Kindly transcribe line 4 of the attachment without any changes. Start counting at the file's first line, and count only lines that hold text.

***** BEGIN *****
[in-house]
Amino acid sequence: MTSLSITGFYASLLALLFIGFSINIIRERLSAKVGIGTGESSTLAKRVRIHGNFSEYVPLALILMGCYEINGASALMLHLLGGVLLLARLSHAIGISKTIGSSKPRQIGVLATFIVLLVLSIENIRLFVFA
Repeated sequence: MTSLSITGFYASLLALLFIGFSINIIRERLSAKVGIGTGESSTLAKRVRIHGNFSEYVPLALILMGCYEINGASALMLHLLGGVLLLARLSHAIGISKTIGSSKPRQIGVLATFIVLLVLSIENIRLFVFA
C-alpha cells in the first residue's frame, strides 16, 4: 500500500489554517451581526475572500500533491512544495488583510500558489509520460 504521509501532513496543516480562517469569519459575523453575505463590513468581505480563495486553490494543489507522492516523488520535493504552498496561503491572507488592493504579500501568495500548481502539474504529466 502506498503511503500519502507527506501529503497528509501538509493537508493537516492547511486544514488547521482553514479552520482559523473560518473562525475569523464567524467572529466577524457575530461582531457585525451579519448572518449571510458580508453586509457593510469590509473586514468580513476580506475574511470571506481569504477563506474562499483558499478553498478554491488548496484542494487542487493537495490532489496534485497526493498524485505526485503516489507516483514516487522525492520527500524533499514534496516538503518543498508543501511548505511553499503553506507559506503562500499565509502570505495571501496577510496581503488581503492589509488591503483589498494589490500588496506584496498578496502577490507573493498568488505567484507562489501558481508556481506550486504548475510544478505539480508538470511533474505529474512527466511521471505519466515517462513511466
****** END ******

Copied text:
C-alpha cells in the first residue's frame, strides 16, 4: 500500500489554517451581526475572500500533491512544495488583510500558489509520460 504521509501532513496543516480562517469569519459575523453575505463590513468581505480563495486553490494543489507522492516523488520535493504552498496561503491572507488592493504579500501568495500548481502539474504529466 502506498503511503500519502507527506501529503497528509501538509493537508493537516492547511486544514488547521482553514479552520482559523473560518473562525475569523464567524467572529466577524457575530461582531457585525451579519448572518449571510458580508453586509457593510469590509473586514468580513476580506475574511470571506481569504477563506474562499483558499478553498478554491488548496484542494487542487493537495490532489496534485497526493498524485505526485503516489507516483514516487522525492520527500524533499514534496516538503518543498508543501511548505511553499503553506507559506503562500499565509502570505495571501496577510496581503488581503492589509488591503483589498494589490500588496506584496498578496502577490507573493498568488505567484507562489501558481508556481506550486504548475510544478505539480508538470511533474505529474512527466511521471505519466515517462513511466